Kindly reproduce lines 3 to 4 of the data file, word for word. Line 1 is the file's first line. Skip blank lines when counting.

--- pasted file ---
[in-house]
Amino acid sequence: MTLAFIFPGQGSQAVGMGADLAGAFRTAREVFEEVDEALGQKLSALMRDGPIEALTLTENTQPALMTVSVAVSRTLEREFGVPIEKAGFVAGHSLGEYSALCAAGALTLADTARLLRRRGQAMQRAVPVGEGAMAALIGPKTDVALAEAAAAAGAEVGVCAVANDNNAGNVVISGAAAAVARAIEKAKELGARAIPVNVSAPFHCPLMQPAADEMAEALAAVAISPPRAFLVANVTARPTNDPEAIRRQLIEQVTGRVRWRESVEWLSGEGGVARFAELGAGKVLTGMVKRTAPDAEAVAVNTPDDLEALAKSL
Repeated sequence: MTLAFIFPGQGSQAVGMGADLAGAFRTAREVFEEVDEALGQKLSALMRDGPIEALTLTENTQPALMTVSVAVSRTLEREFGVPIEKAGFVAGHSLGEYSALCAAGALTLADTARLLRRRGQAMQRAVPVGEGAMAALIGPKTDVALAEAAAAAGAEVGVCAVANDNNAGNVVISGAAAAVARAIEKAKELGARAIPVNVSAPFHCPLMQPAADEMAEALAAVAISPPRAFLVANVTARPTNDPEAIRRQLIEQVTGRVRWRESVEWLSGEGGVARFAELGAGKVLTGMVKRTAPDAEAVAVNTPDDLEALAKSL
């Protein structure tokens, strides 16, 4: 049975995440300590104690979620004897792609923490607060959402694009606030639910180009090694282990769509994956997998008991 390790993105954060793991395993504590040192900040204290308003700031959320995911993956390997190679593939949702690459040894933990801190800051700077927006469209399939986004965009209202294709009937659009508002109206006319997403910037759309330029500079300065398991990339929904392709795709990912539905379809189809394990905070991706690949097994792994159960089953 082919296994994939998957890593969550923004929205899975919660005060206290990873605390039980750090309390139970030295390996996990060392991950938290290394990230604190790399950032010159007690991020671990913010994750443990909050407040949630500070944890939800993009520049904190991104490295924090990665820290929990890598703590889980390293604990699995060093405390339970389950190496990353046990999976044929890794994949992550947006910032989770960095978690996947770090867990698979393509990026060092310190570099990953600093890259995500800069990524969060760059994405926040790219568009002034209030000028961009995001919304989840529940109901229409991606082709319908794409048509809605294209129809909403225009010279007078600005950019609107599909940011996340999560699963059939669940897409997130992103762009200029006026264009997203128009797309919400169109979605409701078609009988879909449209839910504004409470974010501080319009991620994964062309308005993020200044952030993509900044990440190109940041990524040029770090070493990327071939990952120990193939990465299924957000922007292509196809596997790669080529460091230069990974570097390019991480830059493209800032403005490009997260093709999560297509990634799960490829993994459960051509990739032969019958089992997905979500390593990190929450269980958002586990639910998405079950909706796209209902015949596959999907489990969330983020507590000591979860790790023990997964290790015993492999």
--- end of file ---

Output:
Repeated sequence: MTLAFIFPGQGSQAVGMGADLAGAFRTAREVFEEVDEALGQKLSALMRDGPIEALTLTENTQPALMTVSVAVSRTLEREFGVPIEKAGFVAGHSLGEYSALCAAGALTLADTARLLRRRGQAMQRAVPVGEGAMAALIGPKTDVALAEAAAAAGAEVGVCAVANDNNAGNVVISGAAAAVARAIEKAKELGARAIPVNVSAPFHCPLMQPAADEMAEALAAVAISPPRAFLVANVTARPTNDPEAIRRQLIEQVTGRVRWRESVEWLSGEGGVARFAELGAGKVLTGMVKRTAPDAEAVAVNTPDDLEALAKSL
């Protein structure tokens, strides 16, 4: 049975995440300590104690979620004897792609923490607060959402694009606030639910180009090694282990769509994956997998008991 390790993105954060793991395993504590040192900040204290308003700031959320995911993956390997190679593939949702690459040894933990801190800051700077927006469209399939986004965009209202294709009937659009508002109206006319997403910037759309330029500079300065398991990339929904392709795709990912539905379809189809394990905070991706690949097994792994159960089953 082919296994994939998957890593969550923004929205899975919660005060206290990873605390039980750090309390139970030295390996996990060392991950938290290394990230604190790399950032010159007690991020671990913010994750443990909050407040949630500070944890939800993009520049904190991104490295924090990665820290929990890598703590889980390293604990699995060093405390339970389950190496990353046990999976044929890794994949992550947006910032989770960095978690996947770090867990698979393509990026060092310190570099990953600093890259995500800069990524969060760059994405926040790219568009002034209030000028961009995001919304989840529940109901229409991606082709319908794409048509809605294209129809909403225009010279007078600005950019609107599909940011996340999560699963059939669940897409997130992103762009200029006026264009997203128009797309919400169109979605409701078609009988879909449209839910504004409470974010501080319009991620994964062309308005993020200044952030993509900044990440190109940041990524040029770090070493990327071939990952120990193939990465299924957000922007292509196809596997790669080529460091230069990974570097390019991480830059493209800032403005490009997260093709999560297509990634799960490829993994459960051509990739032969019958089992997905979500390593990190929450269980958002586990639910998405079950909706796209209902015949596959999907489990969330983020507590000591979860790790023990997964290790015993492999």